• Jason Stanley

Cleaning: Part 1 = Know when to clean

Updated: Aug 31, 2021

As a Benchrest competitor, cleaning the rifle is a mandatory chore. I do not know anyone who actually really enjoys cleaning their rifle, but I also do not know anybody who despises it either. Cleaning your rifle is simply a job that has to be done if you want to protect and preserve the looks and, more importantly, the accuracy of the rifle.

Before we go any farther, we have to get a few vocab words straight. Accuracy can be defined as how close the bullet impacts to where we were aiming. The closer to the bullseye, the higher the accuracy level. Precision is how close the impact of our shots are to each other, regardless of where they hit on the target. In other words, the smaller the group the higher the precision. These two words are not the same and are often misused. However, for the purpose of this writing I will use them interchangeably because both definitions will apply.

When the discussion comes up involving cleaning, a very popular question that people ask is; “When should I clean?” That is a great question, but unfortunately there is not a simple answer. When you should clean depends on a couple main factors; where are you at in your precision window, and when will you be shooting again?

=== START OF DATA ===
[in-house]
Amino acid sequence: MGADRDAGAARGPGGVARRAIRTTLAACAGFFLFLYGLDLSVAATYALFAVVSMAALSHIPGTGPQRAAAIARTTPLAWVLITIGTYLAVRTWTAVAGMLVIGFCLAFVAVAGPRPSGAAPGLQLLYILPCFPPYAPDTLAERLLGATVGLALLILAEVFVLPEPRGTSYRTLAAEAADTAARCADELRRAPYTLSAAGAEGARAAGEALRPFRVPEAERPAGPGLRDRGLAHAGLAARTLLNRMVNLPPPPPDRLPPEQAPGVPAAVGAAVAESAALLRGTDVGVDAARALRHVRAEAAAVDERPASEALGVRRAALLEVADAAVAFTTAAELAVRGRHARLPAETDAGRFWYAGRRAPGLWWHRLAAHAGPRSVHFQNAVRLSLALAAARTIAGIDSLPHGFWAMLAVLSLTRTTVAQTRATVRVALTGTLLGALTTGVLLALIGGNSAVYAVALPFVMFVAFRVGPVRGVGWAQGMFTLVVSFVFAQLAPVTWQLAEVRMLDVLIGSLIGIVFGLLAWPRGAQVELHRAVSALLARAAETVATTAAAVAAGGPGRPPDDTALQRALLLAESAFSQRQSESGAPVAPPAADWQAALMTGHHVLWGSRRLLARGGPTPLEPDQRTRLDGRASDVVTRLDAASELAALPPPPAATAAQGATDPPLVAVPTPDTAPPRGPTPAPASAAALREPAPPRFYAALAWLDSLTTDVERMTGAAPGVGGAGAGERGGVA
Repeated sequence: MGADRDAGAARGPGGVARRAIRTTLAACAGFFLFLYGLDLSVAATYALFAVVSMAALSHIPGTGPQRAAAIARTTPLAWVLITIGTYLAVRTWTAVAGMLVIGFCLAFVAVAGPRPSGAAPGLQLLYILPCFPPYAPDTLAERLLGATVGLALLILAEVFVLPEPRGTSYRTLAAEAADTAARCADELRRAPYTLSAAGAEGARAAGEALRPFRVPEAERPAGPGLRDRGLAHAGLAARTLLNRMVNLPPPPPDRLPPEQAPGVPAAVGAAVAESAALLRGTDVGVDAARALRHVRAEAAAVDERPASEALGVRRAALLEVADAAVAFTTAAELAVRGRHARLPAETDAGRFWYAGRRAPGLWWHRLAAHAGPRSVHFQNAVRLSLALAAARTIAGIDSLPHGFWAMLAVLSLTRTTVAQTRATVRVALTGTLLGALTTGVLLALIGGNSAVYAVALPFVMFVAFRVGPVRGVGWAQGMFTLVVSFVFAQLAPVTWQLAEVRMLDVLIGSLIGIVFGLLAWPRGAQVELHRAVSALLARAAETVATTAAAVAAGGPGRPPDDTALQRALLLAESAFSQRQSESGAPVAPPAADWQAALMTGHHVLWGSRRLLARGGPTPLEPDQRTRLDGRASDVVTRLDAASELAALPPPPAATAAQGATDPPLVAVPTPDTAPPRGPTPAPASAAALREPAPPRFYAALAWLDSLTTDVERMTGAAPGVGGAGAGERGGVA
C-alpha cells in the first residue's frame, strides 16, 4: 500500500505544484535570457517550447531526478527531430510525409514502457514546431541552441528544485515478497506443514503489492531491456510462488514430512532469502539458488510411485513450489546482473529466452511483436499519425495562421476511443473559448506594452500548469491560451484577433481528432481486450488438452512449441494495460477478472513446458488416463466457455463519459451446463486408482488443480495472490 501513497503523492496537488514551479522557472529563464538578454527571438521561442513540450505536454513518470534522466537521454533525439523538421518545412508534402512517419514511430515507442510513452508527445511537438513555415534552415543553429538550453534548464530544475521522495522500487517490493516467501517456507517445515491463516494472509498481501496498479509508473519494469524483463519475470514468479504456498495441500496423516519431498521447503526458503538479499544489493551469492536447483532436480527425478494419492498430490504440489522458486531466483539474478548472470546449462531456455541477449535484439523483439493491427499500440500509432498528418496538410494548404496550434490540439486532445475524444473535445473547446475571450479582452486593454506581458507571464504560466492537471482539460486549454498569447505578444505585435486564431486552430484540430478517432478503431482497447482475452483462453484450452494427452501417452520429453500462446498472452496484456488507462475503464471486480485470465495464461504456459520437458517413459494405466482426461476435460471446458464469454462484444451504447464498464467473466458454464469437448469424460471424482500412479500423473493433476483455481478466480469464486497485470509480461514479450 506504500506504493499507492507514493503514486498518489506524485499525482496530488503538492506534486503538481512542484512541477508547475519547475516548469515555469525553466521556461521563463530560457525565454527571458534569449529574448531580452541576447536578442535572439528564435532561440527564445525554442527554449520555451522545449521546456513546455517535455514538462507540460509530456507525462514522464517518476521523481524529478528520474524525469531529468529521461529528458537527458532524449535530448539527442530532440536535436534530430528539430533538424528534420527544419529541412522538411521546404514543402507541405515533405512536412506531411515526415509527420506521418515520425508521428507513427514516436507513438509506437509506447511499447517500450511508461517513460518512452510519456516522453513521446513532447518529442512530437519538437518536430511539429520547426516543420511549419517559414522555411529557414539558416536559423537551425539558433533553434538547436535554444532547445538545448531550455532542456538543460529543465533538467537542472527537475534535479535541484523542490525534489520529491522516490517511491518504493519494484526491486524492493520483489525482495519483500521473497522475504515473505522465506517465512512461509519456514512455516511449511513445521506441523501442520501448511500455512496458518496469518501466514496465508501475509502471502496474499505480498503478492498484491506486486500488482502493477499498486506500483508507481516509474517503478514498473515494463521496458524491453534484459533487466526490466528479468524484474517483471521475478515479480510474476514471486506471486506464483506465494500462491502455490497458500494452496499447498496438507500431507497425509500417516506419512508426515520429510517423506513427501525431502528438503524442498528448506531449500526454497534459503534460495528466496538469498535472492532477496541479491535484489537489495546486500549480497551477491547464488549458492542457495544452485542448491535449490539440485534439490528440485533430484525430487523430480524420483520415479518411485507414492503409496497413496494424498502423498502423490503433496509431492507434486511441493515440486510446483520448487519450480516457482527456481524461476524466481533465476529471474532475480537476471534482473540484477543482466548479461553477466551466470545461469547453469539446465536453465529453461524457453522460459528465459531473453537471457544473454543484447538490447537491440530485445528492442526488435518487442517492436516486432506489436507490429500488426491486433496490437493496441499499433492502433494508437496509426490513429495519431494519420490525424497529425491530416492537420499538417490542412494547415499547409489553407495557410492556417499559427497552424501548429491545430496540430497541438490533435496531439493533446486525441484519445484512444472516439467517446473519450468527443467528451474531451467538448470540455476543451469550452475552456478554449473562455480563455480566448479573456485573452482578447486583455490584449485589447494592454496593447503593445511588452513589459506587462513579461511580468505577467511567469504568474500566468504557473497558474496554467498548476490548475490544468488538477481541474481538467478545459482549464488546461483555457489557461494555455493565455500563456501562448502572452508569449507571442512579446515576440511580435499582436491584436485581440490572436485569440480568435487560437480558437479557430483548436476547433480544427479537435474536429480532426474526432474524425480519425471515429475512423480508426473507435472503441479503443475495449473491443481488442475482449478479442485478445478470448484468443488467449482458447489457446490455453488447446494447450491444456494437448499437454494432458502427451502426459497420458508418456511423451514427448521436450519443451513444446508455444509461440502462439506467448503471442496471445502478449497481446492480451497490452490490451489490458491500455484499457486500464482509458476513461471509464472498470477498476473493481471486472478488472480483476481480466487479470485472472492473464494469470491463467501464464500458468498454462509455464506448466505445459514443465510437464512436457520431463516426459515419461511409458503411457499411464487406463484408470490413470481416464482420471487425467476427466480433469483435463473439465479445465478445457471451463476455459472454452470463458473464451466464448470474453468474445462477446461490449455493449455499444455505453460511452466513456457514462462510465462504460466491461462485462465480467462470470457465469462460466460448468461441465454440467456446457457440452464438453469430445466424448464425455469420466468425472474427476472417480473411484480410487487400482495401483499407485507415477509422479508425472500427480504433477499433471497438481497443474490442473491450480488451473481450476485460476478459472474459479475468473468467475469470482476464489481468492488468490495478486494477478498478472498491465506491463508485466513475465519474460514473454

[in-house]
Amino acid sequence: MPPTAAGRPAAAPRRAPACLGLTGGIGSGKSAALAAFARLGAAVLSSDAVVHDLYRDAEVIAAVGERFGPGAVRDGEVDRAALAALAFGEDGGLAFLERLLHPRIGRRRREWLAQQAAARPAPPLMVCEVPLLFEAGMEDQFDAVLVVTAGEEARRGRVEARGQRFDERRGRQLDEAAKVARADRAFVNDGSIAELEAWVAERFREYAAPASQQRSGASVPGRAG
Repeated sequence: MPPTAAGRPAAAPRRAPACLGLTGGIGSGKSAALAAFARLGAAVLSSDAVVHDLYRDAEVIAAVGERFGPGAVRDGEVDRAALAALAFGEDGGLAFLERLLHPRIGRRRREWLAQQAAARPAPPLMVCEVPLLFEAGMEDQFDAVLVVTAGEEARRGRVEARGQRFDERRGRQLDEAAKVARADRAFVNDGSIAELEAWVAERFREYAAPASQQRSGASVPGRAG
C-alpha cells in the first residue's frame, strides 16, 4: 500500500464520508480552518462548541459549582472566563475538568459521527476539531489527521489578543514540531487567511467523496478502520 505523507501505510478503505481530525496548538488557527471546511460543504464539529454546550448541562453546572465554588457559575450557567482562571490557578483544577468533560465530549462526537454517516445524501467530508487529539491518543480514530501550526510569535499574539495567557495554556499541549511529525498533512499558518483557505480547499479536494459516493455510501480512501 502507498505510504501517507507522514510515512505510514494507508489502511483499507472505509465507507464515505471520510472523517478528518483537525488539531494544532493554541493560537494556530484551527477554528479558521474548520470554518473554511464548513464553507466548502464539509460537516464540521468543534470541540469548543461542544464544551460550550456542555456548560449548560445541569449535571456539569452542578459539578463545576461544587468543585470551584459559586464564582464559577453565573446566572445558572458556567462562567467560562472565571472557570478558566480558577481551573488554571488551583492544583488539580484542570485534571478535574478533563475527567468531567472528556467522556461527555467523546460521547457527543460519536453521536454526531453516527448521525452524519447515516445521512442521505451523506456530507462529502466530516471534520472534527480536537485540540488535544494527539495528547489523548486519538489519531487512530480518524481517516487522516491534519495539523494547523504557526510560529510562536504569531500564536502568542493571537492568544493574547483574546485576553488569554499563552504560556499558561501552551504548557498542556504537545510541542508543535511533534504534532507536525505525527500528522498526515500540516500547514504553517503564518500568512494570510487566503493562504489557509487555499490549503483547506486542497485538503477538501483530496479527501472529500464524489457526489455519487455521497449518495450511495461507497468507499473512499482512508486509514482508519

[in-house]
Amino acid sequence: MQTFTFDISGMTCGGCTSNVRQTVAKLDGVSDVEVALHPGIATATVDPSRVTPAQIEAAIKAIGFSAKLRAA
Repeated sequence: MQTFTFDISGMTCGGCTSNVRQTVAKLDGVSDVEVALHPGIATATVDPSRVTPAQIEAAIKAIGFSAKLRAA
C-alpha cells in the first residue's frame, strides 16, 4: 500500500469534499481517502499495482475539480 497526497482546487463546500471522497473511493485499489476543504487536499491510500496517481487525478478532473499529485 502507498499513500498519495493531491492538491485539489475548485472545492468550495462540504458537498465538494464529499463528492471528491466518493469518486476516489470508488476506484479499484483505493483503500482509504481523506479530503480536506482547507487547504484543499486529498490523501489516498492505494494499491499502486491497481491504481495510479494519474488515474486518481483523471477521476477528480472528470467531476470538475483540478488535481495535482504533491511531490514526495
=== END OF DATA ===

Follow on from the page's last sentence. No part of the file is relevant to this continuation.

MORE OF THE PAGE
Precision Window

The irony of precision and accuracy, when it relates to cleanliness of the barrel, is that most competition shooters want to shoot a barrel that has some fouling in it. Many competitors will fire a round into the berm or sighter target for the sole purpose of fouling the barrel. Some competitors will say they are settling the barrel. Regardless of terminology, they know exactly where their precision window begins.

It is a very easy process for determining the beginning of the window for a particular barrel. Go to the range with a tuned, clean barrel and some loaded rounds. With a solid rest (I am also a believer in using wind flags, but that is for another blog) fire a round at a small aiming point. Without changing your sights (meaning - we do not care where you hit as long as it is on paper) fire another round at the same aiming point. See where your 2nd shot lands in relation to your first shot. If that two shot group is acceptable to you, then you do not have to worry about where your precision window starts. Just go shoot and have fun!!! However, if you want to squeeze the highest amount of precision out of the rifle, you may need to keep shooting. Repeat the process until your group tightens up. When your group starts to tighten up, that is the beginning of your precision window. For my competition barrels, two shots and I am in the window. This is a safe standard for most custom barrels. However, I do have to take three fouling shots on one of my “out of the box” hunting rifles before I trust the precision of that rifle.

Here is a good example of how to determine the precision window. The first bullet impacted roughly .75" high and slightly to the right of where the 2nd and 3rd shot group forms in a fouled barrel. That's all I needed to know. For this particular barrel, I can trust shots two through around thirty. That is the window for this barrel.